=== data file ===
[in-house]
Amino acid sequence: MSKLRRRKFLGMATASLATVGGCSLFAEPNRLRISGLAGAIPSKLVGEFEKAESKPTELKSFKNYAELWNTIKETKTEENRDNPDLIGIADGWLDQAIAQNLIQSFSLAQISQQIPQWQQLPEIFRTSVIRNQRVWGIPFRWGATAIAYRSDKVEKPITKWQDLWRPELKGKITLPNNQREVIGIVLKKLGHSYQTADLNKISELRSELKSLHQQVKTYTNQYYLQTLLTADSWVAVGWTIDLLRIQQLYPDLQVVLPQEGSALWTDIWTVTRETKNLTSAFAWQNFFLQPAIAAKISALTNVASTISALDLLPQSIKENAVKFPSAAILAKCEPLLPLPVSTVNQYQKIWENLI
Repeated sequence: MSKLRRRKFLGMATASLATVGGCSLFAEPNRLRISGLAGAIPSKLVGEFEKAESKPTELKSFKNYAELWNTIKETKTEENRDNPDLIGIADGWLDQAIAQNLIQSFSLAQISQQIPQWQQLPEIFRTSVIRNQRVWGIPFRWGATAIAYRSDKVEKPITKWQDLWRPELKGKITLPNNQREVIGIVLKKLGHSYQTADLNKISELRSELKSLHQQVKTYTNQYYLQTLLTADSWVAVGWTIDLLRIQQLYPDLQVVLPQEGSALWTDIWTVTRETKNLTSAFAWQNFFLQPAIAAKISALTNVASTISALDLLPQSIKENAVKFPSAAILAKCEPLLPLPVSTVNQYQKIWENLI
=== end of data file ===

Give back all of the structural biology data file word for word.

[in-house]
Amino acid sequence: MSKLRRRKFLGMATASLATVGGCSLFAEPNRLRISGLAGAIPSKLVGEFEKAESKPTELKSFKNYAELWNTIKETKTEENRDNPDLIGIADGWLDQAIAQNLIQSFSLAQISQQIPQWQQLPEIFRTSVIRNQRVWGIPFRWGATAIAYRSDKVEKPITKWQDLWRPELKGKITLPNNQREVIGIVLKKLGHSYQTADLNKISELRSELKSLHQQVKTYTNQYYLQTLLTADSWVAVGWTIDLLRIQQLYPDLQVVLPQEGSALWTDIWTVTRETKNLTSAFAWQNFFLQPAIAAKISALTNVASTISALDLLPQSIKENAVKFPSAAILAKCEPLLPLPVSTVNQYQKIWENLI
Repeated sequence: MSKLRRRKFLGMATASLATVGGCSLFAEPNRLRISGLAGAIPSKLVGEFEKAESKPTELKSFKNYAELWNTIKETKTEENRDNPDLIGIADGWLDQAIAQNLIQSFSLAQISQQIPQWQQLPEIFRTSVIRNQRVWGIPFRWGATAIAYRSDKVEKPITKWQDLWRPELKGKITLPNNQREVIGIVLKKLGHSYQTADLNKISELRSELKSLHQQVKTYTNQYYLQTLLTADSWVAVGWTIDLLRIQQLYPDLQVVLPQEGSALWTDIWTVTRETKNLTSAFAWQNFFLQPAIAAKISALTNVASTISALDLLPQSIKENAVKFPSAAILAKCEPLLPLPVSTVNQYQKIWENLI